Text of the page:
LA Times Festival 2011

LATimesfest 2011

latimesfest2011

1. The ever-broadening comedian/actor/writer/super-fan Patton Oswalt reads from his first solo publication, Zombie Spaceship Wasteland, and curses before an audience of adults and children. 2. Velvet voiced Irish poet and fictioner Nuala Ni Chonchuir, with a narrative closeness that reminded me of Carson McCullers, reads from her new novel, You. It’s a character study about a 10-year-old girl growing up with her fragmented family in semi-urban ’80s Ireland. 3. Irish fictioner Kevin Power reading from his first novel, Bad Day in Blackrock, a tense study of how the violent accidental murder of a teen effects the adolescence of his fellow boys school peers in suburban Dublin. “We made fifty cups of tea a day. We never drank any of it, it was just something to do.”


With the summer heat mounting as quick as resentment, the promise of a free, positive, weekend ‘outing’ designed to relieve the cycling insanity of parenthood and LA civilian life drew large crowds surging restlessly with the hope of enlightenment and/or swag. However, among the frenzy of shoulder to shoulder stroller traffic shaded by yellow ‘Hoy’ umbrellas and clutching rolled-up, unloved posters for Tron, among the sunburns, the constantly passing airplanes, the sweet aroma of horchata, and the life-size, stone faced, movie promotion Smurfs posing for photos, there were five stages of non-stop literature.

1. The huge crowd around comedian/writer/actor Demetri Martin’s reading. He read a few lines from his first publication, This is a Book, but I found myself more curious about the girl listening alone in the black striped dress on the right, and the single red rose she was holding… 2. The quiet audience at the Poetry Stage – the most hidden, beautiful, and (after the ADD friendly schedule of the immorally named Target Children’s Stage) most lit loaded stage of the day. This is the way to hear poetry – stretched out on a mild decline, light moving around the branches, cute dogs & cuter strangers leaning in to hear & laughing, leaves and flakes of bark drifting off their bones and springing off the reaching grass.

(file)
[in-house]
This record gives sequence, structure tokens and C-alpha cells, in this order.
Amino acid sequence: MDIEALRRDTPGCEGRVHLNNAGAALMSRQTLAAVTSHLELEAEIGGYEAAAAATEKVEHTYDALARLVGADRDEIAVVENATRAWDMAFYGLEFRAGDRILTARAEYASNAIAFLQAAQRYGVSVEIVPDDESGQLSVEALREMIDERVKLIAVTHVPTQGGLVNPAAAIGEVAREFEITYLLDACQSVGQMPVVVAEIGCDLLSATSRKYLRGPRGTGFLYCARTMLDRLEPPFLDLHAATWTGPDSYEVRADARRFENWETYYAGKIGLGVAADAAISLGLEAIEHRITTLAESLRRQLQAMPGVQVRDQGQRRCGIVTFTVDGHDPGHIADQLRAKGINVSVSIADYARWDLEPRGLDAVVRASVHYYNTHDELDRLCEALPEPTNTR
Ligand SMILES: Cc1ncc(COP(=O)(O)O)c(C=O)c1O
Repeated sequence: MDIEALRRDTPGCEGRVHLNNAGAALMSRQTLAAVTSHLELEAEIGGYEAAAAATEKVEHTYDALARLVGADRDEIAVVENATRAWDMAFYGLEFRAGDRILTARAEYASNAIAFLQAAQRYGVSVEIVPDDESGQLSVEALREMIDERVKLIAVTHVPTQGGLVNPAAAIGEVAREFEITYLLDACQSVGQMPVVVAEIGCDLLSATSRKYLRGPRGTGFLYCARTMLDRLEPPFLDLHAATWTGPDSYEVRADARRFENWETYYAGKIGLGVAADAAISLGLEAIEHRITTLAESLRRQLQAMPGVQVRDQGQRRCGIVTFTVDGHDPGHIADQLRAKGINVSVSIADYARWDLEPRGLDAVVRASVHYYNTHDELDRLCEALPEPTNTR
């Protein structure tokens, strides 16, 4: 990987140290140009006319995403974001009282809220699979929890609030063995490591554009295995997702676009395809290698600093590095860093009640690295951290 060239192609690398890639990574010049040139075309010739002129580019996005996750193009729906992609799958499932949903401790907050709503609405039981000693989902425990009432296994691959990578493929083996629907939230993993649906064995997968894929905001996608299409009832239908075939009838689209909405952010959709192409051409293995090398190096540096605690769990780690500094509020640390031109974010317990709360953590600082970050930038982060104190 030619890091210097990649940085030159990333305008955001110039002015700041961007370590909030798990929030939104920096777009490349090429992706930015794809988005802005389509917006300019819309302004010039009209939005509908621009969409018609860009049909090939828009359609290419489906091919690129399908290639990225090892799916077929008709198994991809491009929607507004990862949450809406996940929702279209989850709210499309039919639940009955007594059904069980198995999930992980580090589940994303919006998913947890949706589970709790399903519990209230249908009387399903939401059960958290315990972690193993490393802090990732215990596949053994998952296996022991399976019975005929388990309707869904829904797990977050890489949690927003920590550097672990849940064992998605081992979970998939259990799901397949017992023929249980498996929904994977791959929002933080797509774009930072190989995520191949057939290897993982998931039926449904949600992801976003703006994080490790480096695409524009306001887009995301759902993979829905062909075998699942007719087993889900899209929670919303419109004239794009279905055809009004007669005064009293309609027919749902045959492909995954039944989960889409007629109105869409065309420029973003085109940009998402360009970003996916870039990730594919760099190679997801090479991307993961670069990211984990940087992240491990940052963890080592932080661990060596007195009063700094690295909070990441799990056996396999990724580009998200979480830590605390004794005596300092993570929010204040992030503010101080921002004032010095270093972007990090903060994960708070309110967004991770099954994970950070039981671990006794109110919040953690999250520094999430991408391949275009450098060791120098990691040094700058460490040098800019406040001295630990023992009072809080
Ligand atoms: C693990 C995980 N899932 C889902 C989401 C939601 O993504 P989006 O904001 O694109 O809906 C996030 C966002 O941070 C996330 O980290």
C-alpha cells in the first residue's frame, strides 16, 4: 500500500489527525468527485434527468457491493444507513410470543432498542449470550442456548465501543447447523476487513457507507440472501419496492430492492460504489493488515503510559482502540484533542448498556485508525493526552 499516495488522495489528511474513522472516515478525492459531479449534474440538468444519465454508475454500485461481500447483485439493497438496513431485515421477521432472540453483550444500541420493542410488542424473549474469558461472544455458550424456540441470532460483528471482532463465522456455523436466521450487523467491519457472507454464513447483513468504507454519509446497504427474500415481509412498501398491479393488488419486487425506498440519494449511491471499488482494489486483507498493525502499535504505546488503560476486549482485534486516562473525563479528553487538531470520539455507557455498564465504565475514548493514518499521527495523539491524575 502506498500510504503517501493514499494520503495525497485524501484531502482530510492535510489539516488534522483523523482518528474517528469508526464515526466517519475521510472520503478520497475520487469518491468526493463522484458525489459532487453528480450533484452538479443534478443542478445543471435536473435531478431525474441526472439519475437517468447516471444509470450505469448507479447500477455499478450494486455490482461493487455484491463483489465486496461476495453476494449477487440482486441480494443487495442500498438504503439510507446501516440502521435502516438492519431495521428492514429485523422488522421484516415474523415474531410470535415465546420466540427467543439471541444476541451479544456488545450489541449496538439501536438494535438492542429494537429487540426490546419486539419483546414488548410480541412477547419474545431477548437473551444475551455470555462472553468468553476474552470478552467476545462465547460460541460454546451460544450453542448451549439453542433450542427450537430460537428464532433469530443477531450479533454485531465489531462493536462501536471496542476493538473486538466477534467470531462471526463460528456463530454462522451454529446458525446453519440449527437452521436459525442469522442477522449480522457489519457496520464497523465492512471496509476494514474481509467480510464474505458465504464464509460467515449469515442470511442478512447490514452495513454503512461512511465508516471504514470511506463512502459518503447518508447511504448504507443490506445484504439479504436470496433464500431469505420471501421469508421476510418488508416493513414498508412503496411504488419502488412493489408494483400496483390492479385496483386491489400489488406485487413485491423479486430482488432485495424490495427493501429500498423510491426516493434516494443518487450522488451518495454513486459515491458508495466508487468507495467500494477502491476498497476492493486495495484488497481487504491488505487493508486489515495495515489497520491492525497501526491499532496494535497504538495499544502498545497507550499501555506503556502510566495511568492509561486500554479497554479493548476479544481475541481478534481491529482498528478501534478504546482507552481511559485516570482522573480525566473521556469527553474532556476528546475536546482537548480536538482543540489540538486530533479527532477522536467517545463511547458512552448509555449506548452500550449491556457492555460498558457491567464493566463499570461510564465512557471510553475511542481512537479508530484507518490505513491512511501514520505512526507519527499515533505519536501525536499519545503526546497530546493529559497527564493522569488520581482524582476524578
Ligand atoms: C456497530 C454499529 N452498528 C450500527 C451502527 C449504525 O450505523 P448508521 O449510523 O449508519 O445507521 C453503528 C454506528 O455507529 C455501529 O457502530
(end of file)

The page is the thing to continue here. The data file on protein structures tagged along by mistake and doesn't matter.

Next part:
On my way to the Los Angeles Times Stage I passed the Cooking Stage. Perhaps you didn’t know that cookbooks are hard-driven keystones of survival in the literary world. This is so we learn to appreciate the difference between bland, pedestrian conflicts and juicy, farm raised trout.

Being a stand-up comedy fanatic since middle school, I jumped at the chance to see Patton Oswalt read, whom I had so loved in his Comedians of Comedy tour, in his appearances on Reno 911 and Bored to Death, and his voice acting in Aqua Teen Hunger Force and Ratatoullie. Looking over his satire piece, “Wines By the Glass,” and the audience dotted with children, (“There’s literally a child on a parent’s shoulders in the back,” he remarked), he announced he was about to read a section containing two swear words, but would edit out the one that’s not essential to a joke.

“I’m just gonna say Elmo instead, so the child enjoys it, and so you enjoy the ironic distance.”

His mock bottle list includes “The Sensitive Teen” Chardonnay, flavored “with hints of butterflies, honeysuckle, and tears,” Precious Object Villa’s “Unattainable” Riesling, which is “Angel sweat strained through diamond mesh into a platinum taureen hammered smooth by three former presidents and the current pope,” and a German dessert ice wine, fermented after, “The whitest, purest grapes are separated from the darker, weaker ones…”

1. Irish born LA attorney and poet John Fitztgerald reading from his collection, The Mind, riding the line between poetics & exercises in existential understanding. “Anytime a person takes too wide of a stance for good, he’s likely to end up the bad guy.” 2. Closing the fest with the audacious, high energy, experimental sound poets of Les Figues Press – Mathew Timmons, Christine Wertheim (right), and Vanessa Place (left). Their performance was the most fun I had all day, as there’s nothing quite like watching a complacent audience’s skin crawl.


Continuing into non-fiction territory, he read from a section detailing the wonderfully thoughtless gifts given to him by his Grandma Runfola when he was a child, including a ‘Best of Steppenwolf’ tape enclosed in case for AC/DC’s ‘For Those About to Rock,’ because, as she explains, “What’s more rock & roll than a wolf and a cannon about to shoot?”

After the reading, he fielded questions from an audience full of them. About comedy: “There are no topics off limits if you approach it the right way.” When a teenager with ambitions to become a stand-up asked him about how to catch a break, Patton suggested he start putting his jokes up on Twitter and/or start a Podcast, saying how exposure is no longer a problem nowadays.  In the comic tradition of ‘The Aristocrats’ joke, he went on to tell us ‘The Worlds Dirtiest Limerick’ joke, the punchline of which thankfully obliterated his earlier regard for four letter words.